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Diane

BCG Certification, aka Meeting Standards

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Three important items to review/study: 1) Genealogy Standards book, 2) Rubrics, and 3) Application Guide.

The Genealogy Standards book provides the most up-to-date information on best practices in the genealogy field. The Rubrics are the measurement that is used in evaluating an aspirant's portfolio. The Application Guide includes all the instructions for putting together your seven-part portfolio.

There are many resources out there and communities you can join to assist you in this journey. Every month, on the third Tuesday, BCG hosts a Webinar with tips and tricks. There are a wide-range of records and examples in multiple books and scholarly journals, the highest recommended is the New England Genealogical Quarterly. There are also study groups such as ProGen or GenProof that you can join.Some of these range in expertise and those at a beginning level may feel overwhelmed at first. With this in mind, some of these organizations have started to provide preliminary questions that they ask to assist budding genealogists with connecting them to the right group to grow their expertise.

There are also higher-level institutions that provide formal courses in genealogy research. Of these, the two most reputable are Boston University and Brigham Young University. Keep in mind that if you choose to go the path of more formal education to prepare for the BCG certification, you cannot use any of the reports/case studies that you have put together as part of your application. However, it could provide valulable practice and experience.

Once you submit your application, you have one year to complete your portfolio. As soon as you enter this process, BCG will send you aids to help you through the process. This includes aids to certification testing, interactive online networking, private online group, a forum for questions about the process, discussions, and the Onboard (BCG's) newsletter. But don't panic if you don't make that one-year deadline, you can request another year extension if needed. I was told that there is no limit to how many one-year extensions you request but you will pay the $75 application fee each time.

So, the Portfolio itself. First, it was mentioned that you can submit this physical or electronic. However, the example to demonstrate make-up of this portfolio showed all physical content, with a three-ring binder and tabs to separate each of the seven parts. Each of these parts is not equal in length or in content length:

  1. The Genealogists Code - Basically, you are signing the code of ethics for a professional genealogist.
  2. Genealogy-Related Development Activities - This is a listing of the activities that helped you to improve your skills in working towards the standards. What did you read, study, take a course in, what did you research, learn, analyze according to the standards. The emphasis is on analysis. TIPS: Look at Standard AD3 in the Genealogy Standards book. Check out the "skill building" articles on the BCG website.Document Work - Using your own document.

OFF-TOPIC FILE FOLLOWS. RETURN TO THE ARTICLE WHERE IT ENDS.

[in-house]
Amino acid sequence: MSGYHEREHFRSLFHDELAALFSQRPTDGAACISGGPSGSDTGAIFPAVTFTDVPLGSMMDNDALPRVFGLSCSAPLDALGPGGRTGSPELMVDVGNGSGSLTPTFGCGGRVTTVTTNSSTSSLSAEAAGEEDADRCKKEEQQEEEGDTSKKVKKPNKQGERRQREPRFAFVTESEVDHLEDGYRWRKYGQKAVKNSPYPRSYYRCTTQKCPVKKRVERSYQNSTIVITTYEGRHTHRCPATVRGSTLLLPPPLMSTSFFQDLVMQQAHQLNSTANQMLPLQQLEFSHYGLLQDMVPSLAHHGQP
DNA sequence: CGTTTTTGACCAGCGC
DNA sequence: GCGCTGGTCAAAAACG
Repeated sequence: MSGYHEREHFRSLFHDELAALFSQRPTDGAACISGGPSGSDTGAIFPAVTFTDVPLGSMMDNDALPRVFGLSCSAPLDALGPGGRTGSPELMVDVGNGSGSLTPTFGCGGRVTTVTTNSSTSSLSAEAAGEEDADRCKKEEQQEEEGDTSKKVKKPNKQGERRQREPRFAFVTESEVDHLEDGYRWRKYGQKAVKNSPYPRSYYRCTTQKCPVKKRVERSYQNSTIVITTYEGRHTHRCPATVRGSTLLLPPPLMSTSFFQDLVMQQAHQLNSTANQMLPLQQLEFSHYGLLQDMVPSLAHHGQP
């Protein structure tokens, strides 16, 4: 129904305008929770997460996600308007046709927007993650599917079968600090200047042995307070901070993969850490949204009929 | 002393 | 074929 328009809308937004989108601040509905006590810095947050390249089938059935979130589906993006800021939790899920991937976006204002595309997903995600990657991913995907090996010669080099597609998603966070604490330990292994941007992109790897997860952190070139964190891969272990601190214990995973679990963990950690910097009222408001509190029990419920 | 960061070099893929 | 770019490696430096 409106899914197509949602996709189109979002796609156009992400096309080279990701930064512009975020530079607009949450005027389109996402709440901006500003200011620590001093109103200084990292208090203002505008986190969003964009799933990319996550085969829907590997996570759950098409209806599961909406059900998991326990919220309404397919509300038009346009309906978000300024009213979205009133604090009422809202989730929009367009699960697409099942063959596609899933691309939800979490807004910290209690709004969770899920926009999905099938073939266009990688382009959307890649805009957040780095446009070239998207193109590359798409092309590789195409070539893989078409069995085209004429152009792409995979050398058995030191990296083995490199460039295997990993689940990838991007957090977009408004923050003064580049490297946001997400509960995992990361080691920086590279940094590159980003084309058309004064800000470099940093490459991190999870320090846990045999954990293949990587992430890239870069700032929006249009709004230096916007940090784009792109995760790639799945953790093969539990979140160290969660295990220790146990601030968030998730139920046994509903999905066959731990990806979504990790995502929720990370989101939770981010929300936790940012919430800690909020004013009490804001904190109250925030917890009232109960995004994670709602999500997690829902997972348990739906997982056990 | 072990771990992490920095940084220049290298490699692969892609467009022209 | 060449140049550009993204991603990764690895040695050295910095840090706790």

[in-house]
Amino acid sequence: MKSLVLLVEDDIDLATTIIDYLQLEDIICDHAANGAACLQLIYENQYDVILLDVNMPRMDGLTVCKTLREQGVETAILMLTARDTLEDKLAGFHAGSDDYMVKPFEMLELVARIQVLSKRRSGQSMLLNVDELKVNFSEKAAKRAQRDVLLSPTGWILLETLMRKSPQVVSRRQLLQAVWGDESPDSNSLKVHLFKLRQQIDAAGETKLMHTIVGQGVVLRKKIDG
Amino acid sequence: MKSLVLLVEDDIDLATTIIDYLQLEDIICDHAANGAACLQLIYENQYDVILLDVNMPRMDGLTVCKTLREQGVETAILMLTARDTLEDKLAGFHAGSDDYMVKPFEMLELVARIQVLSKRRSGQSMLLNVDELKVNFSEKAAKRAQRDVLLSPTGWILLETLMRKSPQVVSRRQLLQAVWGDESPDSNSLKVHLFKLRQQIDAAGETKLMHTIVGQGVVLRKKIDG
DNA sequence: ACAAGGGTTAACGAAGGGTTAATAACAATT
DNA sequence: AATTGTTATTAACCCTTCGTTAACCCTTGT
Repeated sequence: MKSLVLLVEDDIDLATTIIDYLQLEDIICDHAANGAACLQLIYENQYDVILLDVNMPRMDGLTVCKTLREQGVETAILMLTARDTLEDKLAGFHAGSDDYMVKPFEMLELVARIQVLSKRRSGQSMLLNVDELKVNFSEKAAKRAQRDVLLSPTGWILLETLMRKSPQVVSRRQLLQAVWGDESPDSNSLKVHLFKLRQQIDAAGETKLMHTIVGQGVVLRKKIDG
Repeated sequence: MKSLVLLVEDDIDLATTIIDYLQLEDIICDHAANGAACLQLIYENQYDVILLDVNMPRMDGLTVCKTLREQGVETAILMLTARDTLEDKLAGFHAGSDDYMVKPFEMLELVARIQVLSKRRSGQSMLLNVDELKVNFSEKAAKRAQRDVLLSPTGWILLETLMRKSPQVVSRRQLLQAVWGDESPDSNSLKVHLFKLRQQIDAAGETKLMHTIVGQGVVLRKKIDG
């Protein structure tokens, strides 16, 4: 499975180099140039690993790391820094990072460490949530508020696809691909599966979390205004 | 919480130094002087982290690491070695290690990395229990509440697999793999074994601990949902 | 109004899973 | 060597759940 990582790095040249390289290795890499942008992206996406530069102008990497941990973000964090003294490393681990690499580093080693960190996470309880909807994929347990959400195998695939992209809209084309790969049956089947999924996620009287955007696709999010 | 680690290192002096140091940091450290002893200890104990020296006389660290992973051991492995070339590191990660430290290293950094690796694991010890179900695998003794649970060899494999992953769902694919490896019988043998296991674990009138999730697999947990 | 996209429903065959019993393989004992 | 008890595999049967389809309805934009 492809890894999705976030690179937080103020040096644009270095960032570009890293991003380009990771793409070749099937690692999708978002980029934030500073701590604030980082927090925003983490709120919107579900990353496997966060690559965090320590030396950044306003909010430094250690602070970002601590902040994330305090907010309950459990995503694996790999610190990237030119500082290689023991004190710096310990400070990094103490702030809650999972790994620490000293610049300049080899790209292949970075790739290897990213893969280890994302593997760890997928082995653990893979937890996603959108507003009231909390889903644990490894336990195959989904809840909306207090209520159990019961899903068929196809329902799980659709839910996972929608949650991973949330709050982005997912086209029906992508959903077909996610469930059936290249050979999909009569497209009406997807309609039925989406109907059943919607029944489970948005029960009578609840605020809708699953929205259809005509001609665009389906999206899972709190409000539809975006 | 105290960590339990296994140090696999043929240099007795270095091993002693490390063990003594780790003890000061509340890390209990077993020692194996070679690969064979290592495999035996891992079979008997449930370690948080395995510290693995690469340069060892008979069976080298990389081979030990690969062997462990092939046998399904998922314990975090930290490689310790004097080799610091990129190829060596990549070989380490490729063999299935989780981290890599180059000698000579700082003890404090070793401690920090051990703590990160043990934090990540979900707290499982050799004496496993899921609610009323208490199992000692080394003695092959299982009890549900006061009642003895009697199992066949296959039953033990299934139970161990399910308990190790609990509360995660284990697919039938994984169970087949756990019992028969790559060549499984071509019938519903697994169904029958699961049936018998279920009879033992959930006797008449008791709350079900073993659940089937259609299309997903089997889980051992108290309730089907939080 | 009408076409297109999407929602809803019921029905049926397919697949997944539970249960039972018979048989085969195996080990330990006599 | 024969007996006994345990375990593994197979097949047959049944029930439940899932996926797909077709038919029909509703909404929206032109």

3. Document Work - Using document provided by BCG. Both parts 3 and 4 test your skills in transcription, abstraction, research focus, commentary on evidentiary value, and putting together a research plan. TIPS: Study Chapter 16 (Transcripts & Abstracts) in ProGen. Transcribe exactly. Abstract accurately. Develop a thoughtful research plan. See Transcription tips in the Elizabeth Shown Mills' book, Evidence Explained and on page 67 of the Genealogy Standards book.
  4. Research Report - Another name for this is Client Report. This is written for and sent to another person, responding to their request on a specific goal. It represents authorized research, whether paid or pro bono. This can NOT be your family or your spouse's family. This part should show your in-depth and skillful use of a range of sources. Include a conclusion that provides information on whether the objective was met and what the most logical next steps should be. TIPS: Examples are in Appendix C of The BCG Genealogical Standard Manual published in 2000. More examples are on the BCG website, under skill builders. Also, check out Elizabeth Shown Mills' website HistoricPathways.com under the Research tab. Ensure you address the Client's goals. Includes copies of all sources and label these documents. Use a wide range of sources. Include the request for research and permission to use information in this part.
  5. Case Study - Uses conflicting or indirect evidence. It uses application of the GPS to resolve a relationship or identity problem that can't be resolved through original or primary sources. It has to meet the GPS and has to meet one of three standards in the application guide. An uncontested direct evidence scenario cannot be used. It is not a research report...this was mentioned three times in the seminar I attended. Needs to meet standard #54. Best examples in how to structure and methodology to use are in the NGS Quarterly. To deepen your knowledge of GPS, join NGSqstudygroup.weebly.com. The book "Mastering Genealogical Proof" provides all five elements of the GPS and provides examples as well. Best problems to resolve are kinship or identity (look at page 8 of Mastering Genealogical Proof. Can use conflicting direct evidence. Genproof.org has some good examples.
  6. Kinship-Determination Project

Final Tips:

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